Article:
The subject-matter [of Faulkners The Sound and the Fury] is the death of a family and the corresponding decay of a society. More narrowly, the apologue is about the various Compsons--p atomic number 18nts and children, brothers and sisters--and how they are qualified or not fitted to heat each other, and how the failure of honor destroys them all. The central focus is the beautiful and doomed Candace Compson. We n of all time exit her all-embracing-face or hear her speak in her own persona. She lives for us only in the tortured and passing subjective remembrance of her triple brothers: Benjy, the congenital idiot; Quentin, the honorable abstractionist and suicide; Jason, the sociopath who lives only for money (who to me stand for pure shabbiness. Hes the well-nigh vicious character in my opinion I ever thought of.) These recollections form the first three sections of the novel. They are followed by Section Four, describing the events of Easter Sunday, 1928. This par t belongs mainly to Dilsey, alone is told from an outside, third-person blockage of view, magnificently distanced and controlled. . . . If the dominant theme of the novel is erotic love--love between members of the family, and how they are able or not able to give that love freely--then the accidents of time and place [of the setting] fade in importance. The vile that the Compson children dumbfound is conventional enough.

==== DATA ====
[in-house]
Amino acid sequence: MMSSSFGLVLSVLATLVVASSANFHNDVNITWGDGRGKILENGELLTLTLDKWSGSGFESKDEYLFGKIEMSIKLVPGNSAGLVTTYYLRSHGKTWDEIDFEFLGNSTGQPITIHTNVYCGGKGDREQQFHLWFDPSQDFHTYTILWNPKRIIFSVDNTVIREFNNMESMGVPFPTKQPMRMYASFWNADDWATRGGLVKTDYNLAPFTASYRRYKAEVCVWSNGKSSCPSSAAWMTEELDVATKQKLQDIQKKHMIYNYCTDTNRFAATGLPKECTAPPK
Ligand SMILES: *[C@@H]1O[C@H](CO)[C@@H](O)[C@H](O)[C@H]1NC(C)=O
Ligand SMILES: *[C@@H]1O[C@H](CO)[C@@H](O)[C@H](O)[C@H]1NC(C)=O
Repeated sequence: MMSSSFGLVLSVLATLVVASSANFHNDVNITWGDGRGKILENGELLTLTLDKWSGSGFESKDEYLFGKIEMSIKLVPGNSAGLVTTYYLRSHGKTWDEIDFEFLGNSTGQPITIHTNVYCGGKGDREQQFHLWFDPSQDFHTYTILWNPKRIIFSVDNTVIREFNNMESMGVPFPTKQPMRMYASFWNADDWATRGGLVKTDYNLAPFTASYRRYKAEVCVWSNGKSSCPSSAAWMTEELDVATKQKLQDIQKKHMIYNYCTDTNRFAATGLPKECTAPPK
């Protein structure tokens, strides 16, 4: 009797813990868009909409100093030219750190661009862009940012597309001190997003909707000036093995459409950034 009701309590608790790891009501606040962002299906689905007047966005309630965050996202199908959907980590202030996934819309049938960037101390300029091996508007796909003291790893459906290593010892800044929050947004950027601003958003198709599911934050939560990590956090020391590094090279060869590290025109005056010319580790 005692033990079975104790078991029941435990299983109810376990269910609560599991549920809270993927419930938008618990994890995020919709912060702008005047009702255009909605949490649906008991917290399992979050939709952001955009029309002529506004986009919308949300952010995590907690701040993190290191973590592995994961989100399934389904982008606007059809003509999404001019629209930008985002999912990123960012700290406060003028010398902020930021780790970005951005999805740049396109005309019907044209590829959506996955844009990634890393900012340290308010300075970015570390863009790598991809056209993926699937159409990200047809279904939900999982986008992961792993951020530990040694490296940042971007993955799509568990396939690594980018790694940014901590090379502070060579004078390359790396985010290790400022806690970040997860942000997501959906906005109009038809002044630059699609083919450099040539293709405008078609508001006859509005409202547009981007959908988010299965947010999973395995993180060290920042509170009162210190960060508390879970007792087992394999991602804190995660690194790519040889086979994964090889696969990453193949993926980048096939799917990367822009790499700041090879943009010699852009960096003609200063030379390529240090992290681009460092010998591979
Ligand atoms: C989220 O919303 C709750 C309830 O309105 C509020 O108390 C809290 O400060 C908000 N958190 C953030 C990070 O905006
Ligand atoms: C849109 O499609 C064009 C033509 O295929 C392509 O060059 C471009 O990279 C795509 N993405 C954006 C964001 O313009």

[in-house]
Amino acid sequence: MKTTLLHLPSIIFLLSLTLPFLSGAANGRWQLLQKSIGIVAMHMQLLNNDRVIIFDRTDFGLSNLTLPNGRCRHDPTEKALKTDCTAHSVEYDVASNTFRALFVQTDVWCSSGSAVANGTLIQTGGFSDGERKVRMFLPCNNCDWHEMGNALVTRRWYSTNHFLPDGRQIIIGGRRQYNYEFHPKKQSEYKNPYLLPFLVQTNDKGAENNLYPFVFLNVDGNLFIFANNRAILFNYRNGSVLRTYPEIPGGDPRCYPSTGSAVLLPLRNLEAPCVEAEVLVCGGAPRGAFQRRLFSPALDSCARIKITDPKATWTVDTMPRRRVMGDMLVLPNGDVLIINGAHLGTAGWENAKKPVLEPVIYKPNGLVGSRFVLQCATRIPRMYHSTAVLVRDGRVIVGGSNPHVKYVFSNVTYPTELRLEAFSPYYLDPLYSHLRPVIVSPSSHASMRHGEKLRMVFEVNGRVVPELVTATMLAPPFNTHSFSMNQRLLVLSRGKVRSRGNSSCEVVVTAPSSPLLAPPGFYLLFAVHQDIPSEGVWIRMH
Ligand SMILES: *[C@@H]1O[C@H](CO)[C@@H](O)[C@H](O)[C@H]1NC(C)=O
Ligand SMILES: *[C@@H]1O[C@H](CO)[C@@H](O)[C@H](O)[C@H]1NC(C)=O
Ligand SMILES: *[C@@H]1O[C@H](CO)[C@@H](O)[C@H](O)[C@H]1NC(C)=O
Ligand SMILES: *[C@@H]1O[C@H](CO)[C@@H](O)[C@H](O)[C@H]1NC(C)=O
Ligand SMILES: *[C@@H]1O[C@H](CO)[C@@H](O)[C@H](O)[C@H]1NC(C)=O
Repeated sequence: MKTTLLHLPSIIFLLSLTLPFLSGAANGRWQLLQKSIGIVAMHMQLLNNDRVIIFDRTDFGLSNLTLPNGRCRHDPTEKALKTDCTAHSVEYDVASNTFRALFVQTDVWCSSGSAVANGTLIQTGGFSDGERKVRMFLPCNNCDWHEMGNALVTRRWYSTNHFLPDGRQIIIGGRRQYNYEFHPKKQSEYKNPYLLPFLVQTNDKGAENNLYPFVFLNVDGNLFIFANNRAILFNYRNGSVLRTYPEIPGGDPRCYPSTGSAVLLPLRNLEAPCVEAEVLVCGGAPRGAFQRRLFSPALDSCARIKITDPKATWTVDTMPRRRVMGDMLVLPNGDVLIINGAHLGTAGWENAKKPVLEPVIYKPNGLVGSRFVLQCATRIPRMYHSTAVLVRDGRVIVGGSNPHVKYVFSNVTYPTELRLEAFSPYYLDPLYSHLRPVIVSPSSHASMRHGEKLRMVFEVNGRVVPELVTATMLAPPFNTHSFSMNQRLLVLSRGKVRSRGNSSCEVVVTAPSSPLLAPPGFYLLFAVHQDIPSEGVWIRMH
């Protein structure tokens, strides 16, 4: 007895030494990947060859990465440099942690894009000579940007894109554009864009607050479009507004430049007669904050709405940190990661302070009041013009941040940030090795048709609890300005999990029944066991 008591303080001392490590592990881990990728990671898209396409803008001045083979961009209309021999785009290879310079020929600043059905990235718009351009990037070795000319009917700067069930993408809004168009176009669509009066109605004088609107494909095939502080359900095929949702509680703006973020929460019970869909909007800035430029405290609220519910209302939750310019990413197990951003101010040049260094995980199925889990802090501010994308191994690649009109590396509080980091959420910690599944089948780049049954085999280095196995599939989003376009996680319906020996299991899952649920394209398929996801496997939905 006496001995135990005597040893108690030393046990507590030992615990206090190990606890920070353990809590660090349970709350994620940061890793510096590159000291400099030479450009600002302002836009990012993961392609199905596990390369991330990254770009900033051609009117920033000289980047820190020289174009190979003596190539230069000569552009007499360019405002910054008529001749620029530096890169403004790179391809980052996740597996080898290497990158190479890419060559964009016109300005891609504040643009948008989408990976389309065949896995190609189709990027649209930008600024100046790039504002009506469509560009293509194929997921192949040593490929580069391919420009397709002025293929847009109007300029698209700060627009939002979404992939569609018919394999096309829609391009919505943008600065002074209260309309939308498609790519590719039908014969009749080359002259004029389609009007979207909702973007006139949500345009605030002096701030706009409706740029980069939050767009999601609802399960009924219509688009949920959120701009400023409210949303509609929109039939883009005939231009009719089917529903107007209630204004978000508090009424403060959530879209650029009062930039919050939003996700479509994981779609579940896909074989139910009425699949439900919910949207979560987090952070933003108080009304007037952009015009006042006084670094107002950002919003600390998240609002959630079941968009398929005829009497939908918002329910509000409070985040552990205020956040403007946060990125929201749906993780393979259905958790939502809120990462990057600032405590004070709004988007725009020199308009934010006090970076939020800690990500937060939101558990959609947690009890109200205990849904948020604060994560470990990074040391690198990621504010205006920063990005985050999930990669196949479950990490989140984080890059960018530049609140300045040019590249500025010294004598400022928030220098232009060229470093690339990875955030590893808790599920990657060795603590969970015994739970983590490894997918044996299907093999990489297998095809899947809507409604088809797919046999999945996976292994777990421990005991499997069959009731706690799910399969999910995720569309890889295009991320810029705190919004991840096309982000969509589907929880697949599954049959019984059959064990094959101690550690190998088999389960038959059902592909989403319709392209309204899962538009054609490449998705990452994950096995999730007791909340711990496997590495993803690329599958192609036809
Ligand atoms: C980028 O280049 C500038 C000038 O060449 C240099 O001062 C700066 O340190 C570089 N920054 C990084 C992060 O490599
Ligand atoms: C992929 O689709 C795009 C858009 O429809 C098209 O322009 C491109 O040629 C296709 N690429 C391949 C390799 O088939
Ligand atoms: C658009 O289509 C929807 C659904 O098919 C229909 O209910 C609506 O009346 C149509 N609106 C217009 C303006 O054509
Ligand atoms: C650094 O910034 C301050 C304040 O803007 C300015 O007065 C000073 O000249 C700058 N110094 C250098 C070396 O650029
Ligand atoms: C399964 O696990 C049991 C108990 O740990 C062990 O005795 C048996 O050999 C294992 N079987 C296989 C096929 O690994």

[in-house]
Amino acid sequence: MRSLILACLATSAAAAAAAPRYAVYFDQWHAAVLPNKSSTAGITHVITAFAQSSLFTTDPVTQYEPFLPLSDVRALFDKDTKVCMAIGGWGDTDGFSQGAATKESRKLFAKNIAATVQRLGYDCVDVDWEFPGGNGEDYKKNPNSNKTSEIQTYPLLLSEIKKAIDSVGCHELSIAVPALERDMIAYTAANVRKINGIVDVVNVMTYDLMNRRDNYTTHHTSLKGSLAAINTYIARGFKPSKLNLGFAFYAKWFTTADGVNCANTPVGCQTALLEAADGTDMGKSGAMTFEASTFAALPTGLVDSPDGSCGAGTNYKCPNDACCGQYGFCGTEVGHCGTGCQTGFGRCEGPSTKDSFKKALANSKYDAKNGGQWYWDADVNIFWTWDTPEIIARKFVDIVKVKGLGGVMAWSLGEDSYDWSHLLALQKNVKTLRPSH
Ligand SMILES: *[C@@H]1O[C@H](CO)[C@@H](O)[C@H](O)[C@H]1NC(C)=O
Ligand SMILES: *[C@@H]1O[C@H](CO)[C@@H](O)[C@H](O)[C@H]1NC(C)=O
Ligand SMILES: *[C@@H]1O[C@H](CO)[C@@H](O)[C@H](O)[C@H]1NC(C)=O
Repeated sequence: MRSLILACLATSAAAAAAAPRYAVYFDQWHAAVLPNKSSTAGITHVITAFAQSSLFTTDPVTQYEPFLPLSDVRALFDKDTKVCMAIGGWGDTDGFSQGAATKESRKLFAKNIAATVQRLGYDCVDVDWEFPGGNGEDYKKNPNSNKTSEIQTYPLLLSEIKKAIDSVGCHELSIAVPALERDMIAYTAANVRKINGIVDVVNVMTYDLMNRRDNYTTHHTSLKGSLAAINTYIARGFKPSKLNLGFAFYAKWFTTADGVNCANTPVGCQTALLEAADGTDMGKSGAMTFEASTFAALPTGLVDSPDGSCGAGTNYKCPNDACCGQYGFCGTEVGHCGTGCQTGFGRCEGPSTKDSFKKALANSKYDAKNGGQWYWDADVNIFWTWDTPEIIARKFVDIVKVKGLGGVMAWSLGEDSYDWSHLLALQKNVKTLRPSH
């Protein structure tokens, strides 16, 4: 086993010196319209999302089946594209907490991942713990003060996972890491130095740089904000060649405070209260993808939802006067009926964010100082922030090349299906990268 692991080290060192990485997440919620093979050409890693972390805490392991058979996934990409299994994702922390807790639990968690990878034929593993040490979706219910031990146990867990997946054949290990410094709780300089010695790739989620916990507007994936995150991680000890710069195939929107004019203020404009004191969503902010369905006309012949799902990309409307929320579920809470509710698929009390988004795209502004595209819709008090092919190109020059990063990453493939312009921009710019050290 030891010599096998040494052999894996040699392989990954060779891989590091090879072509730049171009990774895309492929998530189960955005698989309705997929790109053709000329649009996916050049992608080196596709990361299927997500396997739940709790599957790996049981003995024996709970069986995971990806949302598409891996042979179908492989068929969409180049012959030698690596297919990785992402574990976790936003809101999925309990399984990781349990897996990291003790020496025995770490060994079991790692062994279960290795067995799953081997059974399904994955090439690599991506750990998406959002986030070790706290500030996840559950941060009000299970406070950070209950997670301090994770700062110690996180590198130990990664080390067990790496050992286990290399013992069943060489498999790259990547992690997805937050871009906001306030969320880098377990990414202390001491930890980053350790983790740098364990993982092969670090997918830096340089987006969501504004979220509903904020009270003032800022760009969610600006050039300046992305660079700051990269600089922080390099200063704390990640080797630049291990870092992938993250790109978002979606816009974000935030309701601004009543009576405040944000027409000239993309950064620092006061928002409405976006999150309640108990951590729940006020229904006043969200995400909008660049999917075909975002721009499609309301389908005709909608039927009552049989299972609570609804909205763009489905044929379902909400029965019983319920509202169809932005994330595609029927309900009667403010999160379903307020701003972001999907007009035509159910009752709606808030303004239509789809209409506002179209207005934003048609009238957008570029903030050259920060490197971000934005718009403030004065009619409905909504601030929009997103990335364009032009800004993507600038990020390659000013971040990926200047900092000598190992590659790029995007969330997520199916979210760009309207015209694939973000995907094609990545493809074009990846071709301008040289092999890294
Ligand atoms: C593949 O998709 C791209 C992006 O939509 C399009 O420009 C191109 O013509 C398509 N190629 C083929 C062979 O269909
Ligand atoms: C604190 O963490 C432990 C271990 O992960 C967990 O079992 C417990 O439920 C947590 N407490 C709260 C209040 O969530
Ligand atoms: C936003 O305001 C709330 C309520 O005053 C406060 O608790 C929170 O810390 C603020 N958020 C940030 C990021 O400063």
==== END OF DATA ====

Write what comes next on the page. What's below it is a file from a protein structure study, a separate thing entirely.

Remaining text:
Much of it is not evil at all, but simply the heartbreak of loss of sinlessness and the inevitable corruption that comes with growing up. There are evil characters in the book--Jason, certa inly. just now there are others who are sol! ely weak, irresponsible, and self-serving, like the whining hypochondriac Caroline Compson and her brother Maury. Most of these people, whatsoever their pretentions, are examples of love defective or love perverted. provided three persons in the... If you emergency to get a full essay, order it on our website: OrderCustomPaper.com
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